So, in an article at PCW (http://www.pcworld.com/businesscenter/article/207999-2/desktop_linux_the_dream_is_dead.html), Robert Strohmeyer argues that the dream of desktop Linux is dead. I disagree. I strongly disagree. I don't disagree because I have some hope of Linux out-pacing Windows or Macintosh OSX. I don't disagree because there is some new distribution that is going to sweep the market. I don't disagree because of how easy to use Ubuntu, Mint, and Mandriva are. I disagree because the Linux community will never rest.
In the mid-90s, the Linux community was much smaller than it is today. It was, in fact, minuscule in comparison. We've grown by leaps and bounds. Well, if our community is so much smaller, why are the market share estimates by so many relatively the same size? Well, how do you gather data on the number of desktop machines running Linux? Are you doing so by website polls and such? Are you doing so by the Linux Counter? Are you doing so by PC sales? None of these are going to deliver any kind of accurate statistics. This is because Linux normally spreads by word of mouth. How many times have you shown Linux to someone? How many times have you told people what Linux is? How many times have people entered into conversations describing the benefits of Linux to others? It is often from these encounters that Linux market share increases. Very few people by computers with Linux preinstalled on them, which means you would have to literally ask everyone who owns a desktop computer which OS he/she is running. To date, no one has asked me or anyone I know (not anyone conducting a poll anyway).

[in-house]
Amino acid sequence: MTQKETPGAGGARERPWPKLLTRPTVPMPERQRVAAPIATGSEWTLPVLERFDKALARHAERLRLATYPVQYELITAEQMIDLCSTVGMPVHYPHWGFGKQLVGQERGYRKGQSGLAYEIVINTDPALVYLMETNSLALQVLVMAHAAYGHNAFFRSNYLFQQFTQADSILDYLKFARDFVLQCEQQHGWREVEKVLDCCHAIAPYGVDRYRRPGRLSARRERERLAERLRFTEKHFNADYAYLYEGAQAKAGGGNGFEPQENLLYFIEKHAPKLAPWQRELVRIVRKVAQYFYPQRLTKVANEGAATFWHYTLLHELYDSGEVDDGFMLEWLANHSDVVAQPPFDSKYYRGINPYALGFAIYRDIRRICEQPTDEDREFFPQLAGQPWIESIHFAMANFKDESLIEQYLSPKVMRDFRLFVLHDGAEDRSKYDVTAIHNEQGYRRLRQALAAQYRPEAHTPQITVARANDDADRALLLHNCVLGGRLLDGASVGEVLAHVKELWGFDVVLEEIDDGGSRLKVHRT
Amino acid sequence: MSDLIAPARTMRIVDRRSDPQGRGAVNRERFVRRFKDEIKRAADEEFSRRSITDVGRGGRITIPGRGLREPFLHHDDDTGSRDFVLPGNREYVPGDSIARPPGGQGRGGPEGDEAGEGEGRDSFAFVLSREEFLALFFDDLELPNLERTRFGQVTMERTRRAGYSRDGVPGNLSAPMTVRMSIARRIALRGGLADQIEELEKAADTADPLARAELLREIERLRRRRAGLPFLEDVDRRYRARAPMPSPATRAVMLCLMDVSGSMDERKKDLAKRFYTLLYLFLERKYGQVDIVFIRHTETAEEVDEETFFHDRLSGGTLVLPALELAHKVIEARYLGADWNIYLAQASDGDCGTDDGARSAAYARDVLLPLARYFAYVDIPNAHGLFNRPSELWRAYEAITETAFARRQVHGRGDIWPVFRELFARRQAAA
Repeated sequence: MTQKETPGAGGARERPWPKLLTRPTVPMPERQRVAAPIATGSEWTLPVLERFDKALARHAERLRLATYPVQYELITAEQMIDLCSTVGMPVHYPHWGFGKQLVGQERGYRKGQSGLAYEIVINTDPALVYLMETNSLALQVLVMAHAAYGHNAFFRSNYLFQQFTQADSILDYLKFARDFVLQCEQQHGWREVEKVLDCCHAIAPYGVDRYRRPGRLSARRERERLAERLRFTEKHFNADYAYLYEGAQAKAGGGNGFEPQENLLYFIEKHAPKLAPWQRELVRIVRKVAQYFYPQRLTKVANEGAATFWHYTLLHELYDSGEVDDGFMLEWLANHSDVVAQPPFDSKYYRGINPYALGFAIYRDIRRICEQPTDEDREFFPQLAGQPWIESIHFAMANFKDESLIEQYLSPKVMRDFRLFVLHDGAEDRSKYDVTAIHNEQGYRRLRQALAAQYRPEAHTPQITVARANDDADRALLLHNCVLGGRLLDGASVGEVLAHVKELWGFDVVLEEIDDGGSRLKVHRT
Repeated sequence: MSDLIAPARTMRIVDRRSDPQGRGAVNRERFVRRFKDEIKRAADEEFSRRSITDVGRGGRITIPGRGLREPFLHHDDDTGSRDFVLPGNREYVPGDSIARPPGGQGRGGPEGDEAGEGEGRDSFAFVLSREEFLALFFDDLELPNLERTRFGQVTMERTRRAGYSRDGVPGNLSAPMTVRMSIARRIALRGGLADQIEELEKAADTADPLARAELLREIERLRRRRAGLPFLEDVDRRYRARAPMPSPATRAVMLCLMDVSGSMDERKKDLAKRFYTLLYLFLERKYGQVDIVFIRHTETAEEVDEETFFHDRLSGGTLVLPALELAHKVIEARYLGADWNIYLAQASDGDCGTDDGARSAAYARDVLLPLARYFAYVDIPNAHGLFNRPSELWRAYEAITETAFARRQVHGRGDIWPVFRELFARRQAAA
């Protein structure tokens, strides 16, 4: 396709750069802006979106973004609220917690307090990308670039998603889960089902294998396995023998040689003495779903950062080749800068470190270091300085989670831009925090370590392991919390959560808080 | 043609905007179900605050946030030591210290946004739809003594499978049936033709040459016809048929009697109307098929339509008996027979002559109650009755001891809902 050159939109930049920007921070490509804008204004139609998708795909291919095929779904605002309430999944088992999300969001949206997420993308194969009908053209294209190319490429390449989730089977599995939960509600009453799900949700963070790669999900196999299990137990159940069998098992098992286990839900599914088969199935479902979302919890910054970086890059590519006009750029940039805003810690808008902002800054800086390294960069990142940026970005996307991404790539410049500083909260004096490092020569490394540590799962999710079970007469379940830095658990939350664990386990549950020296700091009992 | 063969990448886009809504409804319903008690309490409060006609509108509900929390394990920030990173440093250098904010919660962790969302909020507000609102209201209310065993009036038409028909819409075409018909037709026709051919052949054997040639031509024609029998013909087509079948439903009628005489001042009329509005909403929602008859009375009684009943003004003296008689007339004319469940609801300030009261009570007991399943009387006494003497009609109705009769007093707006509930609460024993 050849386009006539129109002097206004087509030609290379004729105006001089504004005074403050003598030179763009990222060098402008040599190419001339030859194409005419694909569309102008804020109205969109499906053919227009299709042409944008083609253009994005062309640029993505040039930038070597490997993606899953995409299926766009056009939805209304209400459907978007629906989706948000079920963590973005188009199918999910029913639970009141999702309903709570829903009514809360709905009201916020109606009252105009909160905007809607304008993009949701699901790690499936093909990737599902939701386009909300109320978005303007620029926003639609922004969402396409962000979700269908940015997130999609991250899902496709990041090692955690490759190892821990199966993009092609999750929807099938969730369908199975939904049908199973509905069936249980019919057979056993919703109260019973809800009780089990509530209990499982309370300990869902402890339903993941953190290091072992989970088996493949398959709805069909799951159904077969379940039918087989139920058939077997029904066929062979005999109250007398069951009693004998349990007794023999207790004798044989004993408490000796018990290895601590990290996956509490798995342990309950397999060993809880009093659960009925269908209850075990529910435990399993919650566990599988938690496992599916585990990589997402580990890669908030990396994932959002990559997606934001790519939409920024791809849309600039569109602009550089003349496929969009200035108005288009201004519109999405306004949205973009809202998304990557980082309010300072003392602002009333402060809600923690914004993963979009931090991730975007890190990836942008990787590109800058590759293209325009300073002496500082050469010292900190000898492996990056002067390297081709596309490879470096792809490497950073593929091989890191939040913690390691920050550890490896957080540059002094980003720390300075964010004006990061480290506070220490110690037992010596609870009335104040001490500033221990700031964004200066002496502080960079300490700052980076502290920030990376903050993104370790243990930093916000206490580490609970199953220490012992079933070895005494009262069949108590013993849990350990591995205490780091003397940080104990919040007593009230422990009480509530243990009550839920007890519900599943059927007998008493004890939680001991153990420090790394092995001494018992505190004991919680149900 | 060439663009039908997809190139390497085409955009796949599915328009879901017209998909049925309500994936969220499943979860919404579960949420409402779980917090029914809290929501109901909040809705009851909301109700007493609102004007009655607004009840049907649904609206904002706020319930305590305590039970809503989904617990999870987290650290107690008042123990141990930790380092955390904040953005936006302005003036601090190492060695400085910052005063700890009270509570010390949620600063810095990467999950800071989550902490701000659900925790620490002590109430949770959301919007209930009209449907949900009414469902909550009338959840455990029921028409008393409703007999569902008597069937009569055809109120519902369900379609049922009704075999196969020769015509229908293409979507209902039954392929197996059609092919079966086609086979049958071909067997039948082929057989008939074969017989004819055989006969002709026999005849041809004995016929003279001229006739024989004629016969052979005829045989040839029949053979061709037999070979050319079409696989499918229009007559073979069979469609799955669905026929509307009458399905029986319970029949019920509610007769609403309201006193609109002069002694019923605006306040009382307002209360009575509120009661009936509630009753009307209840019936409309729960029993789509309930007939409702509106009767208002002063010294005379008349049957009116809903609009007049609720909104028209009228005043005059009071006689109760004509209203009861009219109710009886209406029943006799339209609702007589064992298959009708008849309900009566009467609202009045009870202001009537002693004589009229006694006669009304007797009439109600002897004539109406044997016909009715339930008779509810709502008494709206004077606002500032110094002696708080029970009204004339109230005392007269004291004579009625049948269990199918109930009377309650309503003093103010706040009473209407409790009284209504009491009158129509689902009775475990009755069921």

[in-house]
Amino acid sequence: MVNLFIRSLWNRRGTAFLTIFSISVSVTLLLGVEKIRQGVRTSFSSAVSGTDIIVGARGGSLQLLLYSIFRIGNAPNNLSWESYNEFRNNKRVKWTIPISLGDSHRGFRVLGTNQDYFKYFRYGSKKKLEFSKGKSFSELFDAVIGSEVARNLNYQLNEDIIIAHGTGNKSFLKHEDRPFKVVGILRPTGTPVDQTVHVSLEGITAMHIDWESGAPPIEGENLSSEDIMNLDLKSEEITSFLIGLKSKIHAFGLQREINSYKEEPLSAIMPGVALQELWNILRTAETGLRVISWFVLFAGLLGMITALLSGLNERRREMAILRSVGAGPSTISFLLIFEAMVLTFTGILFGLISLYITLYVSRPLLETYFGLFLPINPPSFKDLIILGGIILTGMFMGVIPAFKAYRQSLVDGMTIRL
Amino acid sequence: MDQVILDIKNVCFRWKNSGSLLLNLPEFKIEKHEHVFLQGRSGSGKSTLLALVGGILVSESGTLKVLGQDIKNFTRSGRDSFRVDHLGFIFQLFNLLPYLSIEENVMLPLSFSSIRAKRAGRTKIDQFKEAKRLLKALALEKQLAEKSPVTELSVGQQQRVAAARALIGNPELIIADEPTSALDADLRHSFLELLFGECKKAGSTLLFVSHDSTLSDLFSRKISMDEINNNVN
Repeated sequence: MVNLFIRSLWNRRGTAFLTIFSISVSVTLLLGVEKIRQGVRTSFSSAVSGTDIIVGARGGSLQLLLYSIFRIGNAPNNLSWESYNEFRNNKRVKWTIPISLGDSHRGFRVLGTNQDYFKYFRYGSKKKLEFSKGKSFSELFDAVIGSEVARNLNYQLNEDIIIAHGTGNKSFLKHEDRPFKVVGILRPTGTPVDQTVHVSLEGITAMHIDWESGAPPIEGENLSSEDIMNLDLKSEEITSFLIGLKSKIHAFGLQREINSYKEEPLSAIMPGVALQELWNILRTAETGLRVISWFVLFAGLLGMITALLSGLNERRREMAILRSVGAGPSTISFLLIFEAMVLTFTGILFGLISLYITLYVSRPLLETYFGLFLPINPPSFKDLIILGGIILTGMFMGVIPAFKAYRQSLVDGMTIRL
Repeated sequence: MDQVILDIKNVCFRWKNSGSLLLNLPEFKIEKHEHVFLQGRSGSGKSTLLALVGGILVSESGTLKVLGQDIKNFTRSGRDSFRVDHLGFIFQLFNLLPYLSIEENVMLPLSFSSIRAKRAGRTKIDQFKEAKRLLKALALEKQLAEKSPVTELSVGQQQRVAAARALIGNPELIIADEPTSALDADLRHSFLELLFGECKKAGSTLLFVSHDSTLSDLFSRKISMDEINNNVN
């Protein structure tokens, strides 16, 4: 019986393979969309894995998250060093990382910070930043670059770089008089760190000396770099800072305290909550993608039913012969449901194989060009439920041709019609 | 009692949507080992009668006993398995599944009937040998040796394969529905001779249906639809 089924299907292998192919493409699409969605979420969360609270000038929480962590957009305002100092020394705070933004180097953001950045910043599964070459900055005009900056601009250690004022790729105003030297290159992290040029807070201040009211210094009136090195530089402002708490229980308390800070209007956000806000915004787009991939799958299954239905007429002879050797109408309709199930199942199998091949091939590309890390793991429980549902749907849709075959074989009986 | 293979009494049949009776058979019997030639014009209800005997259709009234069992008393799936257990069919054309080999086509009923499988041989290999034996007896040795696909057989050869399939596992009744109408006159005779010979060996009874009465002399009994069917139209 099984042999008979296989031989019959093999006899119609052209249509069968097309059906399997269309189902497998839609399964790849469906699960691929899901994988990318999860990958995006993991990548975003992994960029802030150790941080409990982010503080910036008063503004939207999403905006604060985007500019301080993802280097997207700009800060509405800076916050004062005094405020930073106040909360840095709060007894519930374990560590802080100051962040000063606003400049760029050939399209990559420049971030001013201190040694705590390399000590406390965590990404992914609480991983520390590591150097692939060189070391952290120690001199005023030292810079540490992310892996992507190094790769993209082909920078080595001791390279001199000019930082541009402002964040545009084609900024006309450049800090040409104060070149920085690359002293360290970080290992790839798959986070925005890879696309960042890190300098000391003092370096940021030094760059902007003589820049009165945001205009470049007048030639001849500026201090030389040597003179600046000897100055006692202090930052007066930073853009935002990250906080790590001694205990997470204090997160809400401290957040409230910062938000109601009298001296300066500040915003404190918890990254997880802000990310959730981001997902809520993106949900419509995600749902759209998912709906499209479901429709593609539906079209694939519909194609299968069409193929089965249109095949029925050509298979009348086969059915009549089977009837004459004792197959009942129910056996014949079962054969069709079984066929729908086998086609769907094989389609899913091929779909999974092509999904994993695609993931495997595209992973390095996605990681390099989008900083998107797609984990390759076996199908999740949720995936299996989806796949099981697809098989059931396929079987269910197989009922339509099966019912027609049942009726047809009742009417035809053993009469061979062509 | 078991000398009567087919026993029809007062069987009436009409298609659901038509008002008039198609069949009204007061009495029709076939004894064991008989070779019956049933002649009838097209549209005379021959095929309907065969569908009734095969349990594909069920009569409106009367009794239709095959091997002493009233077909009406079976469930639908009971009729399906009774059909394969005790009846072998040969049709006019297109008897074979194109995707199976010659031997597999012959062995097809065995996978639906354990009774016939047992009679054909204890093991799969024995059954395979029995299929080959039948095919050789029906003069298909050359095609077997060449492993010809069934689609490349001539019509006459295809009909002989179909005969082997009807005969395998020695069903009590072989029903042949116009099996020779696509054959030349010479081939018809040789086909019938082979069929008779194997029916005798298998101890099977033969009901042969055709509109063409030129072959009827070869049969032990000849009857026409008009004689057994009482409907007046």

Next, the article asserts that reasons are flash, or that the reasons are lack of content, or that the reasons are due to media incompatibilities. These are all bogus. Flash runs well on most desktop Linux distributions. Media playback is often painless and beautiful on most desktop Linux distributions, and there are many thousands of applications available on most Linux distributions. None of those are the reasons for the lack of Linux to become dominant in the PC world. The real reasons have never changed. Number one is the lack of hardware vendor commitment. Number two is a lack of advertising. Number three is the general lack of knowledge/care that most users have of/for operating systems in general.
This article then moves on to say that the desktop is becoming irrelevant itself. This is probably the most bogus claim in the entire thing. Have desktop PC sales slowed? Sure they have. Have desktop PC sales stopped? No they haven't. There are several groups who will never want to give up their desktops. First, gamers. Laptops are never as powerful as their desktop brethren of the same era. Second, workstation users. A workstation these days is quite simply a powerful desktop computer. Third, the thrifty. A low-end laptop costs about as much as a mid-range desktop of the same era. Fourth, enthusiasts. You usually cannot build your own laptop, and certainly cannot do so as easily as you can a desktop.
All in all, the article was bogus. People need to be weary of FUD like that. Too many credible news agencies are starting to churn out drivel like this PCW article.